city of greenvillesustainability
Electric Vehicle Charging Stations
The City of Greenville and Plug In Carolina, a Charleston nonprofit sponsored by the state’s major utilities, have installed a total of 16 electric vehicle charging stations in public locations in downtown Greenville. , the first set of 16 total units installed in downtown Greenville. Greenville currently leads the state with more public charging stations than other city in South Carolina.
The project, which launched June 15, 2010, is funded by two state grants secured by Plug In Carolina through the South Carolina Energy Office. The City of Greenville received $60,000 of the grant funds for equipment and installation of the charging stations.
Trails & Greenways
Bicycle and pedestrian mobility are vital components in creating a multi-modal transportation
network within the City of Greenville. The popular Swamp Rabbit Trail is the centerpiece
of the City’s trail and greenway system. Currently, there are approximately 10 miles
of paved bicycling and walking trails within the City.
The Trails & Greenways Master Plan includes over 100 miles of proposed greenway
trails. The City’s Swamp Rabbit Trail connects to the constructed by the Greenville County Recreation District, creating a regional
amenity connecting Travelers Rest and Furman University to downtown Greenville,
Falls Park, Cleveland Park and Greenville Technical College. Visit the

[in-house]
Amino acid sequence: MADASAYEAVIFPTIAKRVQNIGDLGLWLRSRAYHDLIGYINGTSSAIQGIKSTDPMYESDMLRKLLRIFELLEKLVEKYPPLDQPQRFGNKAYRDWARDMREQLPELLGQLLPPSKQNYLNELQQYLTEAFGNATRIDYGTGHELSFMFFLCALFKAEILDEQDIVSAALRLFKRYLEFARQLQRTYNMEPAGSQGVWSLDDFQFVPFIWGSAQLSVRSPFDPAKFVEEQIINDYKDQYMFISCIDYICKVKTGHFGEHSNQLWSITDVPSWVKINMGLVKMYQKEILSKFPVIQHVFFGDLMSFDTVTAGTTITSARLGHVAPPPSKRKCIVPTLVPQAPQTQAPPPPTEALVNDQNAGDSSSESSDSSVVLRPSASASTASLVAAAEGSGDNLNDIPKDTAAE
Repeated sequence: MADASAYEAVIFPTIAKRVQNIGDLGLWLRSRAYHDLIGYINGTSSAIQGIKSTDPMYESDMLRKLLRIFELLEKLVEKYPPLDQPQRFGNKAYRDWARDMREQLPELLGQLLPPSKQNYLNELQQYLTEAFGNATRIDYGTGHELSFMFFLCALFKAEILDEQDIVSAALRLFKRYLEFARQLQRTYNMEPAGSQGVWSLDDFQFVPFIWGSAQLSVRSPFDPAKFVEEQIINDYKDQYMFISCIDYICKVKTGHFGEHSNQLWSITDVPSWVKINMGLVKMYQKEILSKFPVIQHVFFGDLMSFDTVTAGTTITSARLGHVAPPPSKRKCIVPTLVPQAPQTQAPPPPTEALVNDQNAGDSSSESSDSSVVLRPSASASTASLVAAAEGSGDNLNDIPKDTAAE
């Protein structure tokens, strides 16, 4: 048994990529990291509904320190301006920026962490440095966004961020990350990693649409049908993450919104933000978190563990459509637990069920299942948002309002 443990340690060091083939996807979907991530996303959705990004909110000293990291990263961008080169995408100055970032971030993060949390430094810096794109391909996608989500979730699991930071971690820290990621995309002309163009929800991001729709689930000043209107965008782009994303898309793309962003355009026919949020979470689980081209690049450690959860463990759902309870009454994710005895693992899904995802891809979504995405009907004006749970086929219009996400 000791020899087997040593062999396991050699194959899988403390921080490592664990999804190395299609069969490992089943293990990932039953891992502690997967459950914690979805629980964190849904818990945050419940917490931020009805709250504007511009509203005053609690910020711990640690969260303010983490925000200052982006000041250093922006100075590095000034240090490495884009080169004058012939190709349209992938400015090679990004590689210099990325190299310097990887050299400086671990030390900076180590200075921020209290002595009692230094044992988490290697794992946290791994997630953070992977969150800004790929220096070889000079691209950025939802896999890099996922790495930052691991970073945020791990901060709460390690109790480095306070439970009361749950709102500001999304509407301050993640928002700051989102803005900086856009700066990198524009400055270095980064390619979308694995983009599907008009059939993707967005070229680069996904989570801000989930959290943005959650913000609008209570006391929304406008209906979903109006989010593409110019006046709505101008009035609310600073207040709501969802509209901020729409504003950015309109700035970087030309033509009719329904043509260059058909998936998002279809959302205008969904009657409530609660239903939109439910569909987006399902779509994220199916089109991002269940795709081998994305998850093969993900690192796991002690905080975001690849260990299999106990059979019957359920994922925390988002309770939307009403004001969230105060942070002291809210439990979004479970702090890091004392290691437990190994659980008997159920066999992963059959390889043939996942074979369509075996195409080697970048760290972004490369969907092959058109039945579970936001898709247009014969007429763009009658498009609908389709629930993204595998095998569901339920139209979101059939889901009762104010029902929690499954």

Trails & Greenways homepage for more information, including downloadable
is an organization of volunteers that was created to empower bicyclists and motorists
to share the road and to provide bicycling education and safety resources. The City
and Bikeville host events celebrating National Bike Month every May, as well as
numerous education and outreach programs throughout the City at schools, non-profits,
and community organizations- educating and encouraging bicycle safety and accessibility.
In addition to the greenway and trail construction, there have been efforts to retrofit
the current transportation network with on-street bicycle facilities including bicycle
lanes and signed routes. A Complete Streets resolution was adopted by City Council requiring
new or reconstructed roadways to be user friendly for all vehicles, bicycles, transit,
and pedestrians. To further promote bicycling, new developments in the City of Greenville
are required by ordinance to install Bicycle Parking anytime vehicular parking is provided.
The City is currently undergoing a comprehensive Bicycle Master Plan process, to identify